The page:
God Emperor of Dune


God Emperor of Dune


“This is their weakness, Duncan. Radicals always see matters in terms which are too simple—black and white, good and evil, them and us. By addressing complex matters in that way, they rip open a passage for chaos. The art of government as you call it, is the mastery of chaos.” — p. 37

That lasgun is no more than a machine. But all machines fail or are superceded. Still, the Army worships at the shrine of such things—both fascinated and fearful. Look at how people fear the Ixians! In its guts, the Army knows it is the Sorcerer’s Apprentice. It unleashes technology and never again can the magic be stuffed back into the bottle. — p. 53

“In the view of Infinity, any defined long-term is short-term.” “Then are there no rules at all, Lord?” Moneo’s voice conveyed a faint hint of hysteria. Leto smiled to ease the man’s tensions. “Perhaps one. Short-term decisions tend to fail in the long-term.” — p. 82

I know the evil of my ancestors because I am those people. The balance is delicate in the extreme. I know that few of you who read my words have ever thought about your ancestors this way. It has not occurred to you that your ancestors were survivors and that the survival itself sometimes involved savage decisions, a kind of wanton brutality which civilized humankind works very hard to suppress. What price will you pay for that suppression? Will you accept your own extinction? — p. 115

“The only past which endures lies wordlessly within you.” — p. 154

“They believe that by risking death they pay the price of any violent behavior against enemies of their own choosing. They have the invader mentality. Nunepi does not believe himself responsible for anything done against aliens.” — p. 193

“I point out to you, Marcus Claire Luyseyal, a lesson from past over-machined societies which you appear not to have learned. The devices themselves condition the users to employ each other the way they employ machines.” — p. 212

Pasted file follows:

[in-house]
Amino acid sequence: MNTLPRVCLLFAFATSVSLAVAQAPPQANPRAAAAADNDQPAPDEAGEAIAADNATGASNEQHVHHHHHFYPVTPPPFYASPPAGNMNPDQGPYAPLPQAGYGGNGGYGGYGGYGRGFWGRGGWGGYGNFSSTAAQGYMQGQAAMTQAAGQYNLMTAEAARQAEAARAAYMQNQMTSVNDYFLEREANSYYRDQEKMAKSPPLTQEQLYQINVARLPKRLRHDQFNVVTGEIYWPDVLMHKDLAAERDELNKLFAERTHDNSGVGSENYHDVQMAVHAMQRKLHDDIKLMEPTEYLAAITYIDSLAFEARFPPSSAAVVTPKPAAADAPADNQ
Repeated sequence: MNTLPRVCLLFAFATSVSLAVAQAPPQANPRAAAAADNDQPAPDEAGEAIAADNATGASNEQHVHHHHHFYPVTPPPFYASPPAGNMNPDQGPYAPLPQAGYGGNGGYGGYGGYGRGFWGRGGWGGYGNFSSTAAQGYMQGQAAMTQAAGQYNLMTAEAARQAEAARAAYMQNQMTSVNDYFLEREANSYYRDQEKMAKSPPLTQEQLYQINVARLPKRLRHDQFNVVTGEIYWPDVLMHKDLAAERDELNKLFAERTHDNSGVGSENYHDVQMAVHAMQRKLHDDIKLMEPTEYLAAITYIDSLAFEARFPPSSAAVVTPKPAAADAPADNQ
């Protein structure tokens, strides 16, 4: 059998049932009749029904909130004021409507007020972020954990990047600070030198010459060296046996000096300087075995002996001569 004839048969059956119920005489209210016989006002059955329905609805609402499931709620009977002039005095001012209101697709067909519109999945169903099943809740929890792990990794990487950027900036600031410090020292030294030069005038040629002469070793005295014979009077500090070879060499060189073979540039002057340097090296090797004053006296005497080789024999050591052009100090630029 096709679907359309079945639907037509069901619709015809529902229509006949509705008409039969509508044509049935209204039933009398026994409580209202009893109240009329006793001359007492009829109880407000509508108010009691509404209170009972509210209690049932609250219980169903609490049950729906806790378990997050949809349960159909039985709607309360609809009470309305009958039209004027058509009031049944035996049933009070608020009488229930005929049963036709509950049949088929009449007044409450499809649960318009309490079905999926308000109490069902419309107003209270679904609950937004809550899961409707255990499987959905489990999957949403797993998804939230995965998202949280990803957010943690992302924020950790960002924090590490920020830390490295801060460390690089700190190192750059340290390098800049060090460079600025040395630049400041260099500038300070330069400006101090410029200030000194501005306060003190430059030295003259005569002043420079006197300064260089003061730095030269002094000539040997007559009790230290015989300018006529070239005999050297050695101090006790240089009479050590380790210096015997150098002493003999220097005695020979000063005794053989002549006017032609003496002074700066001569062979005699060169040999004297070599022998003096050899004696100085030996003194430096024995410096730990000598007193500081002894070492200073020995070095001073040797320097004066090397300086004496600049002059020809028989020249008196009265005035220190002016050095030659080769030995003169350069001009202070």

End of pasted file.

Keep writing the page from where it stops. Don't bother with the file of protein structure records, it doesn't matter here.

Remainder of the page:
“If there is no enemy, one must be invented. The military force which is denied an external target always turns against its own people.” — p. 246

“Men are susceptible to class fixations. They create layered societies. The layered society is an ultimate invitation to violence. It does not fall apart. It explodes.” — p. 247

“I know that. The Ixians do not recognize that machine-makers always run the risk of becoming totally machine. This is ultimate sterility. Machines always fail . . . given time. And when these machines failed there would be nothing left, no life at all.” — p. 281

“This wise man observed that wealth is a tool of freedom. But the pursuit of wealth is the way to slavery.” — p. 285

“My Uncle Malky always said the Lord Leto never responded to prayer. He said the Lord Leto looked on prayer as attempted coercion, a form of violence against the chosen god, telling the immortal what to do: Give me a miracle, God, or I won’t believe in you!” — p. 403

“What’s the purpose of those journals?” “An Ixian machine records them. They are to be found on a faraway day. They will make people think.” “An Ixian machine? You defy the Jihad!” “There’s a lesson in that, too. What do such machines really do? They increase the number of things we can do without thinking. Things we do without thinking—there’s the real danger. Look at how long you walked across this desert without thinking about your face mask.” “You could have warned me!” “And increased your dependency.” — p. 412

Most civilization is based on cowardice. It’s so easy to civilize by teaching cowardice. You water down the standards which would lead to bravery. You restrain the will. You regulate the appetites. You fence in the horizons. You make a law for every movement. You deny the existence of chaos. You teach even the children to breathe slowly. You tame. — p. 435

“Then what could you do?” “Run faster. History is a constant race between invention and catastrophe. Education helps but it’s never enough. You also must run.” — p. 465

“Take charge of your own existence, Moneo!” Moneo took a deep, trembling breath. “Lord, I meant no offense. I sought only . . .” “Look upward, Moneo!” Involuntarily, Moneo obeyed, peering into the cloudless sky where morning light was increasing. “What is it, Lord?” “There’s no reassuring ceiling over you, Moneo. Only an open sky full of changes. Welcome it. Every sense you possess is an instrument for reacting to change. Does that tell you nothing?” — p. 480